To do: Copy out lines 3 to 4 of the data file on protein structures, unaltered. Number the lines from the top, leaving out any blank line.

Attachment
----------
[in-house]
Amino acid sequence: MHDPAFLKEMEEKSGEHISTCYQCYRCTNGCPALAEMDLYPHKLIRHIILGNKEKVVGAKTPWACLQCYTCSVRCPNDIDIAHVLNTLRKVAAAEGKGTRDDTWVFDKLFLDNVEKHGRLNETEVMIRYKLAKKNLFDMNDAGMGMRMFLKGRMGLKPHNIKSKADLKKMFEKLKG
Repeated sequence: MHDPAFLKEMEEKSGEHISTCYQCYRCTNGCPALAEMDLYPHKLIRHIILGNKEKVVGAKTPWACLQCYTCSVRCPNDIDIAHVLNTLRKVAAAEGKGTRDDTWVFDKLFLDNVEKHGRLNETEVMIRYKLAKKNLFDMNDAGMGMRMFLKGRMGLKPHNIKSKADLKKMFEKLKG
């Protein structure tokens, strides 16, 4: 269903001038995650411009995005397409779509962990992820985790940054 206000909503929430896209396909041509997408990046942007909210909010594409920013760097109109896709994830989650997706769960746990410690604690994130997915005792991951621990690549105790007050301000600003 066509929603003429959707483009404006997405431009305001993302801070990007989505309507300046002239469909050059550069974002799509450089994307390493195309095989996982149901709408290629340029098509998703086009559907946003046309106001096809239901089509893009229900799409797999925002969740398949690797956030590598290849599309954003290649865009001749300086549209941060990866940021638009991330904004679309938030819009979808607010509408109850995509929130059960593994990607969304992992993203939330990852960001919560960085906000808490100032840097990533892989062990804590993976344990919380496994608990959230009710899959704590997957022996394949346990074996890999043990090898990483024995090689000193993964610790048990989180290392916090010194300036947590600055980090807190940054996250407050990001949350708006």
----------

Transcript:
Repeated sequence: MHDPAFLKEMEEKSGEHISTCYQCYRCTNGCPALAEMDLYPHKLIRHIILGNKEKVVGAKTPWACLQCYTCSVRCPNDIDIAHVLNTLRKVAAAEGKGTRDDTWVFDKLFLDNVEKHGRLNETEVMIRYKLAKKNLFDMNDAGMGMRMFLKGRMGLKPHNIKSKADLKKMFEKLKG
């Protein structure tokens, strides 16, 4: 269903001038995650411009995005397409779509962990992820985790940054 206000909503929430896209396909041509997408990046942007909210909010594409920013760097109109896709994830989650997706769960746990410690604690994130997915005792991951621990690549105790007050301000600003 066509929603003429959707483009404006997405431009305001993302801070990007989505309507300046002239469909050059550069974002799509450089994307390493195309095989996982149901709408290629340029098509998703086009559907946003046309106001096809239901089509893009229900799409797999925002969740398949690797956030590598290849599309954003290649865009001749300086549209941060990866940021638009991330904004679309938030819009979808607010509408109850995509929130059960593994990607969304992992993203939330990852960001919560960085906000808490100032840097990533892989062990804590993976344990919380496994608990959230009710899959704590997957022996394949346990074996890999043990090898990483024995090689000193993964610790048990989180290392916090010194300036947590600055980090807190940054996250407050990001949350708006």